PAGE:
Beatrix Potter Books

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After another long pause, Pigling pushed a peppermint under the door. It was sucked in immediately.
In the course of the day Pigling pushed in all the remaining six peppermints.
When Mr. Piperson returned, he found Pigling sitting before the fire; he had brushed up the hearth and put on the pot to boil; the meal was not get-at-able.
Mr. Piperson was very affable; he slapped Pigling on the back, made lots of porridge and forgot to lock the meal chest. He did lock the cupboard door; but without properly shutting it. He went to bed early, and told Pigling upon no account to disturb him next day before twelve o'clock.
Pigling Bland sat by the fire, eating his supper.
All at once at his elbow, a little voice spoke--"My name is Pig- wig. Make me more porridge, please!" Pigling Bland jumped, and looked round.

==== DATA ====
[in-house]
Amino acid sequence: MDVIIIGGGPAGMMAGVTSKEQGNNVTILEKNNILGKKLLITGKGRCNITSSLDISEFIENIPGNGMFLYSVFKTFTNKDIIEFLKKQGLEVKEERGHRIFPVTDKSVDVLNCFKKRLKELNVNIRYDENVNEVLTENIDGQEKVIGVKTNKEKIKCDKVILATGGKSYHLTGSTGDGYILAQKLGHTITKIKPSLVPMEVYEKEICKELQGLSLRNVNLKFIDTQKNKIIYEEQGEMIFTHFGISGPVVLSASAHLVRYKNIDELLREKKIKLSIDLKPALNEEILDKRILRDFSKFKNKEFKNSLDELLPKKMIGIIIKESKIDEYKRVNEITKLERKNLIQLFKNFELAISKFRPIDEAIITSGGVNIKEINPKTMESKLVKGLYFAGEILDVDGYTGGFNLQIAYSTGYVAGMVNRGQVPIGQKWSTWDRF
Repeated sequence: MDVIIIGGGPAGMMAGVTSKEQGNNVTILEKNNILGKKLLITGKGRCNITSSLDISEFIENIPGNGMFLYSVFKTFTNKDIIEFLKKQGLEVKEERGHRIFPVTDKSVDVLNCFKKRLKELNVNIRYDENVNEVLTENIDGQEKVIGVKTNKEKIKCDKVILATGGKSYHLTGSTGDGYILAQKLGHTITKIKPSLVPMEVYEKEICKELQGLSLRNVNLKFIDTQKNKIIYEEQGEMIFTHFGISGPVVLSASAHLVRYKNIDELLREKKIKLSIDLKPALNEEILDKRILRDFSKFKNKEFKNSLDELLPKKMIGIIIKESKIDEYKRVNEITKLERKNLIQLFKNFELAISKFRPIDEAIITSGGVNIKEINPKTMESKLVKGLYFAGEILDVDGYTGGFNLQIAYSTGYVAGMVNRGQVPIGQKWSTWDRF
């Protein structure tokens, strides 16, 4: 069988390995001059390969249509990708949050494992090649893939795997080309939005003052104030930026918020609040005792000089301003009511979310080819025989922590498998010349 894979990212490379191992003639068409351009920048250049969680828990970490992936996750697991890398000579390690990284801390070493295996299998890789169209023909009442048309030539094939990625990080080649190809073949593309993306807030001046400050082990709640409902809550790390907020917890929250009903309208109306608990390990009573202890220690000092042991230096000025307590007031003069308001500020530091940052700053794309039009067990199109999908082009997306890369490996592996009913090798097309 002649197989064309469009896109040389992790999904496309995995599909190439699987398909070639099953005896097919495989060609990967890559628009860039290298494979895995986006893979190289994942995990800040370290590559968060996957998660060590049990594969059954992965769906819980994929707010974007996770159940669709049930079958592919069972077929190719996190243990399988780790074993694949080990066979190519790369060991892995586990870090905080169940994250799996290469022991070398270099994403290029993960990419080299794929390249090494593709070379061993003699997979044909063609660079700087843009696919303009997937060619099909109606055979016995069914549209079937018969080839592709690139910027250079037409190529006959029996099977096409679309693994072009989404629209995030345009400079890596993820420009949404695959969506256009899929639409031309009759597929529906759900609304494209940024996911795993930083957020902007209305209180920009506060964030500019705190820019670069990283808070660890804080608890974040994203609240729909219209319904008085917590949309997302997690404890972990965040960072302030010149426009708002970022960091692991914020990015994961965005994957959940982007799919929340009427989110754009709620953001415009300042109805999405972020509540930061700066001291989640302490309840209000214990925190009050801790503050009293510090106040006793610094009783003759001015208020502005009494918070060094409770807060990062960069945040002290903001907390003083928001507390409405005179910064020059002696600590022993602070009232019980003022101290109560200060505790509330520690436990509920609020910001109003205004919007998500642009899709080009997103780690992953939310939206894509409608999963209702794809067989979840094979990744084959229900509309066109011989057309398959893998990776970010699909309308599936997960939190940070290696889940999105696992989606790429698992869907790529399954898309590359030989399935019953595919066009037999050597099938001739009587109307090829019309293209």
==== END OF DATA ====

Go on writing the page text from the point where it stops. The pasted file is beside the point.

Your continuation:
A perfectly lovely little black Berkshire pig stood smiling beside him. She had twinkly little screwed up eyes, a double chin, and a short turned up nose.
She pointed at Pigling's plate; he hastily gave it to her, and fled to the meal chest. "How did you come here?" asked Pigling Bland.
"Stolen," replied Pig-wig, with her mouth full. Pigling helped himself to meal without scruple. "What for?" "Bacon, hams," replied Pig-wig cheerfully. "Why on earth don't you run away?" exclaimed the horrified Pigling.
"I shall after supper," said Pig- wig decidedly.
Pigling Bland made more porridge and watched her shyly.
She finished a second plate, got up, and looked about her, as though she were going to start.
"You can't go in the dark," said Pigling Bland.
Pig-wig looked anxious.
"Do you know your way by daylight?"